Who Is At Fault in a T-Bone Accident?
One of the worst types of car accidents is the T-bone collision. These crashes often cause serious to catastrophic injuries and deaths. In Massachusetts, if your injuries are serious enough, you can file an insurance claim against the at-fault party. Finding out who is at fault for this type of accident can help you understand your rights as a victim.
What Is a T-Bone Accident?
A T-bone accident is another word for a side-impact or broadside collision. It is when the front of one vehicle collides with the side of another, forming a “T” shape. Either the driver or passenger side of a vehicle could get hit by another car in a T-bone accident. T-bone accidents occur the most often at intersections, but they can happen any time one vehicle crosses the street. Whenever two vehicles are perpendicular to one another, it runs the risk of a T-bone accident.
How Do T-Bone Accidents Happen?
Determining legal and financial responsibility (liability) for a T-bone accident requires reconstructing how the crash happened. Investigators may need to return to the scene, review eyewitness statements and video footage, analyze the property damage, and take other steps to piece together how the crash took place. Only then can they determine who is at fault. The most common circumstances behind T-bone accidents are:
- Left-turn accident. If one driver makes an illegal or dangerous left turn in front of oncoming traffic, this can cause a side-impact collision. When a light turns green, a driver making a left-hand turn typically must yield to oncoming vehicles. Failure to do so can cause an accident. Making a U-turn across traffic can also result in a T-bone crash.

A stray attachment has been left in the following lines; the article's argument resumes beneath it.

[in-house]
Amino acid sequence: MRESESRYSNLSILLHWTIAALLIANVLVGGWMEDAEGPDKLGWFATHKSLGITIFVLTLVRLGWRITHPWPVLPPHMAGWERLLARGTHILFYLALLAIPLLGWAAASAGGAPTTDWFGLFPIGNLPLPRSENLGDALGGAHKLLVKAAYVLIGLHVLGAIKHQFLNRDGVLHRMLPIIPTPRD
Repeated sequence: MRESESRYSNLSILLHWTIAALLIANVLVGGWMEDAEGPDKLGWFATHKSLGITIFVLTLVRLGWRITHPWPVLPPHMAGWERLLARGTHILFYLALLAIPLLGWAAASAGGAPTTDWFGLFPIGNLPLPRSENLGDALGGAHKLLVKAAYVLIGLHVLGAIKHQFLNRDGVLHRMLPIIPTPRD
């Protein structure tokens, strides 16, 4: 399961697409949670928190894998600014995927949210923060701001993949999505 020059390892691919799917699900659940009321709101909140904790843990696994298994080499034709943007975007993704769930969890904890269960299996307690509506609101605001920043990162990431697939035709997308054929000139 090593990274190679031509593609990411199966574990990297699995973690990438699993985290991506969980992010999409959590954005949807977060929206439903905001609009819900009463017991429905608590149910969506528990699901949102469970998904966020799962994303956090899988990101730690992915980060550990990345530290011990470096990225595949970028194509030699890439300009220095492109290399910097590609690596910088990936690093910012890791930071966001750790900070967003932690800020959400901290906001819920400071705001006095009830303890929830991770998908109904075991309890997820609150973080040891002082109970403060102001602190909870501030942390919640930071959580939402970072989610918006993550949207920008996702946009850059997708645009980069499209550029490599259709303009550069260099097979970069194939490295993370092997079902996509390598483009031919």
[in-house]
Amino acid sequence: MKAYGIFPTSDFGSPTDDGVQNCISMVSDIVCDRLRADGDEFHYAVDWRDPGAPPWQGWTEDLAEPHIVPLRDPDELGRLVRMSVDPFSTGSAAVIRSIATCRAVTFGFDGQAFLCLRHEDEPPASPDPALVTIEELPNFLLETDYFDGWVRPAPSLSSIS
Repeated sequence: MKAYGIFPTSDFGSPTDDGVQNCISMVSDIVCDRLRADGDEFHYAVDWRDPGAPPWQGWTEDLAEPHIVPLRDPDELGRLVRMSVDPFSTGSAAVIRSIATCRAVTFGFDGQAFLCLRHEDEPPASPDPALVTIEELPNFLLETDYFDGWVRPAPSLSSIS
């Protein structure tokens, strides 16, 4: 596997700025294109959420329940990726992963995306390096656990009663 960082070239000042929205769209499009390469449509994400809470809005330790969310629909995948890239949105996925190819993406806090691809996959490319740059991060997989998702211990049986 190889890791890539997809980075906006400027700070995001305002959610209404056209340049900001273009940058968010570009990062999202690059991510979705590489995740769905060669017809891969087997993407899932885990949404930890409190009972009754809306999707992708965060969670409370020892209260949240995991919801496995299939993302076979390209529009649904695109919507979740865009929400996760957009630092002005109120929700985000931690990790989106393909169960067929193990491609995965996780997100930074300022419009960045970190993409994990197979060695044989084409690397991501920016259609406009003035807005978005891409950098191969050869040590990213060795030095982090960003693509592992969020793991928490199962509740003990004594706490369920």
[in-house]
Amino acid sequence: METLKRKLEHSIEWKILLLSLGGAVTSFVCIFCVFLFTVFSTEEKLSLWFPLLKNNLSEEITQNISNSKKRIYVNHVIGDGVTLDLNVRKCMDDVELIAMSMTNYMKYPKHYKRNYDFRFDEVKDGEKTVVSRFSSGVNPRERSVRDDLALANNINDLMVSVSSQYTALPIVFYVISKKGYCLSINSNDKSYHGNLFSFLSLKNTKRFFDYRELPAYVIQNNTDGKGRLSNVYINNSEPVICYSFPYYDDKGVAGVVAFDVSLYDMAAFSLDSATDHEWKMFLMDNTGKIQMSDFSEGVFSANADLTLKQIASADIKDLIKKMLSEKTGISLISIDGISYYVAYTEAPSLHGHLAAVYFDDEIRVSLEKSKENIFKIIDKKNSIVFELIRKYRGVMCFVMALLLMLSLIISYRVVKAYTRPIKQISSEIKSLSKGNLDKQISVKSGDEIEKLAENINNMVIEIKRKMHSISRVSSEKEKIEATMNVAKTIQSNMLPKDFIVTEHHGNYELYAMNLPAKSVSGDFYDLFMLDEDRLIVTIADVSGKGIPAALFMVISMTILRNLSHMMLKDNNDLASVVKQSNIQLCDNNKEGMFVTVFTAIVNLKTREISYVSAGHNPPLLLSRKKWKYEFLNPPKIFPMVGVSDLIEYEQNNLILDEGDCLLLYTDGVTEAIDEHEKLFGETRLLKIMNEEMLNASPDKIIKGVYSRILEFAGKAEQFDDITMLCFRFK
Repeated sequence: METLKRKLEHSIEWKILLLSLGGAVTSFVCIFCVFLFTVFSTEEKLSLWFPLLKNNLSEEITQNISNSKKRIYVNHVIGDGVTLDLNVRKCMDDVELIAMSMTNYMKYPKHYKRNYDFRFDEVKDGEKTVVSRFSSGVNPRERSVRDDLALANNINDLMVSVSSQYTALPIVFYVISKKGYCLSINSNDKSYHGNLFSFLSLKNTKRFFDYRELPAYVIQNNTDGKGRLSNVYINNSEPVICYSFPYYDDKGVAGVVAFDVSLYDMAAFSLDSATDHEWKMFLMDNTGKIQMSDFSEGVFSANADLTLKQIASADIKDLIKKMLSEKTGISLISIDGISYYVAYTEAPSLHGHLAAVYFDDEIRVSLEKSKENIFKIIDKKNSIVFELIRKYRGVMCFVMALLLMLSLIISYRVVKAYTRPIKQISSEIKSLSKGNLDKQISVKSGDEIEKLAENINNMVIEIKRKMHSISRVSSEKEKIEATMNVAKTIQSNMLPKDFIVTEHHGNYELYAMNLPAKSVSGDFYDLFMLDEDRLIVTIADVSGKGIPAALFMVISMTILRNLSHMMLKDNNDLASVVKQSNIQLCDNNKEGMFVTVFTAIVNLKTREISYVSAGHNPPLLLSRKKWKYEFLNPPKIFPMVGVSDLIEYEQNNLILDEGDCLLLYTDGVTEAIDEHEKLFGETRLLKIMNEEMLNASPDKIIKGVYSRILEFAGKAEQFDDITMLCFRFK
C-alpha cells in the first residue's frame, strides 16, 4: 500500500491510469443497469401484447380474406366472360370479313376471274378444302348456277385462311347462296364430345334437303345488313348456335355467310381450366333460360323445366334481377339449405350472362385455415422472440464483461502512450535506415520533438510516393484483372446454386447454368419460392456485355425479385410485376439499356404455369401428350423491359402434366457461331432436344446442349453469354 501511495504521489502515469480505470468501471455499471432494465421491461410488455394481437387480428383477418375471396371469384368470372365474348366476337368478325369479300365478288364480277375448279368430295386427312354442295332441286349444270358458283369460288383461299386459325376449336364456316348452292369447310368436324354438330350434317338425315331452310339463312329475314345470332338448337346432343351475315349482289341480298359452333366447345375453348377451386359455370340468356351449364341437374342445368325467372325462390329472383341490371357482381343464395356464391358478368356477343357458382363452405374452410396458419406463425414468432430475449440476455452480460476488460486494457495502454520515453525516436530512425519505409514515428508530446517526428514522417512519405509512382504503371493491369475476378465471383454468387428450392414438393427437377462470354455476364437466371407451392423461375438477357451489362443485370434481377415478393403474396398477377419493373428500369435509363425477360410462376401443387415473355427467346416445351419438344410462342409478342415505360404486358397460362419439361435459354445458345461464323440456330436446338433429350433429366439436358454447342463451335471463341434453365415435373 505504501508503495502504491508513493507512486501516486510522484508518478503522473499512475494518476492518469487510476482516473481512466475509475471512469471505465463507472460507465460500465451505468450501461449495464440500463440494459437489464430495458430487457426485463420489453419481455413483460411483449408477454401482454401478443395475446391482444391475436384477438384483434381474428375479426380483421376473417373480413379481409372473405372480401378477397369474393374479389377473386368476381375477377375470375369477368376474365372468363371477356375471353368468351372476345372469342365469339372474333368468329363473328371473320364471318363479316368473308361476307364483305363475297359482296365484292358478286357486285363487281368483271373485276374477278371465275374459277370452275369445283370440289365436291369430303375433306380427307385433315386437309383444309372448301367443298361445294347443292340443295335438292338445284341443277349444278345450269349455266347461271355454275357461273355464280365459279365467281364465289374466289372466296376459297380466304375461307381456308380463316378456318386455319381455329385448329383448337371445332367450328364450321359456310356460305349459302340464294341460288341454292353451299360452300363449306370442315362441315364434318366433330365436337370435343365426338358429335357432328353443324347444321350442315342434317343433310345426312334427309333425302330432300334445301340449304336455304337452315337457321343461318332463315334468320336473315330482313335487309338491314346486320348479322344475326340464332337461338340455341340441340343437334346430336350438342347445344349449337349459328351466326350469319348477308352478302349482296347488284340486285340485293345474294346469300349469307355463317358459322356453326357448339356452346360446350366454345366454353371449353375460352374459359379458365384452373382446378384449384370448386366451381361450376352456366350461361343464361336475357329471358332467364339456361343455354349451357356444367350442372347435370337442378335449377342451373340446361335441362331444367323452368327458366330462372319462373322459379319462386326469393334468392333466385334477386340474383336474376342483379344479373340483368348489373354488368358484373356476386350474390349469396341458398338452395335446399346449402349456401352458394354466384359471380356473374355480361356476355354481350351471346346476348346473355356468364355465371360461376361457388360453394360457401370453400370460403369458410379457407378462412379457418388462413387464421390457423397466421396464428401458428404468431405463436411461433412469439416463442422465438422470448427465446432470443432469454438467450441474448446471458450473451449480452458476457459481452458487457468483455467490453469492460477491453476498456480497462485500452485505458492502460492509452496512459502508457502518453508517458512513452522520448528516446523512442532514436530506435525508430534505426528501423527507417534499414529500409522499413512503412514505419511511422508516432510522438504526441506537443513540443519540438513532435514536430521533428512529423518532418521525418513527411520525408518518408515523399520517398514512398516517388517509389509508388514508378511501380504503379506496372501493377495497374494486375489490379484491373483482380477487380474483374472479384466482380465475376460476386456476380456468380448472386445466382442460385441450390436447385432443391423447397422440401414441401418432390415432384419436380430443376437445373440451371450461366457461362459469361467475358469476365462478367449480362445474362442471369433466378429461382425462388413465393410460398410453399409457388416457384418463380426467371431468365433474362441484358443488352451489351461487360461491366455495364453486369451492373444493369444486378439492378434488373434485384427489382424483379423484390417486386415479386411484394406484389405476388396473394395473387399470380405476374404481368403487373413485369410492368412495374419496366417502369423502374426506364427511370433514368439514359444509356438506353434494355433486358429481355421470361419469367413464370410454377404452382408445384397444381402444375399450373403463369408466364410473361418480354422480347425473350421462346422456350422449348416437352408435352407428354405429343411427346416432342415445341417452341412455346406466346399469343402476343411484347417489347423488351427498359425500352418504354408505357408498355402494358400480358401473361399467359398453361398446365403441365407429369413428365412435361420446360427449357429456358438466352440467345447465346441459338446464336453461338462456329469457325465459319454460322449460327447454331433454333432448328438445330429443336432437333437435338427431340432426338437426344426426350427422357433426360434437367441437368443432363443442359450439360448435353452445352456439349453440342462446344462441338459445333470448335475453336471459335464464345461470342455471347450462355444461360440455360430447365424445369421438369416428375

- Running a red light or stop sign. Red lights and stop signs prevent two opposite directions of traffic from being in the same intersection at the same time. If a driver breaks the law by running a red light or rolling through a stop sign, he or she may collide with an oncoming vehicle. These types of collisions are often at high speeds, as a driver may speed up to try to “make” the yellow light.
- Leaving a parking lot. Pulling out of a driveway or parking lot can cause a T-bone accident if the driver does not look to see if the way is clear before proceeding. Pulling out in front of an oncoming vehicle may not give the driver enough time to stop, resulting in a T-bone collision.
Rather than looking at who T-boned who, determining fault for this type of crash requires analyzing who was in the wrong place at the wrong time; who did not have the right-of-way or who was breaking a traffic law. This will point to the driver who is liable for victims’ losses, if the injuries inflicted by the accident meet Massachusetts’ serious injury threshold.
Who Pays for a T-Bone Accident in Massachusetts?
Massachusetts is a no-fault car insurance state, meaning that an injured victim will seek reimbursement from his or her own insurance company, in most cases. Even if the driver did not cause the crash, his or her insurer will pay for medical bills and property damage, without requiring the policyholder to prove that the other driver is to blame. If the driver’s injuries are serious, however, the driver can file a fault-based claim against the other driver instead.
A serious injury in Massachusetts is one that requires more than $2,000 in reasonable medical care, causes severe and permanent disfigurement, loss of hearing or sight, or broken bones. If a T-bone collision causes serious injuries, the victim can bring a claim against the at-fault driver outside of the no-fault system. In this scenario, however, the driver must prove fault. If you find yourself in this situation, contact a car accident attorney in Lowell, MA to help you. A lawyer can help you establish fault for a T-bone accident.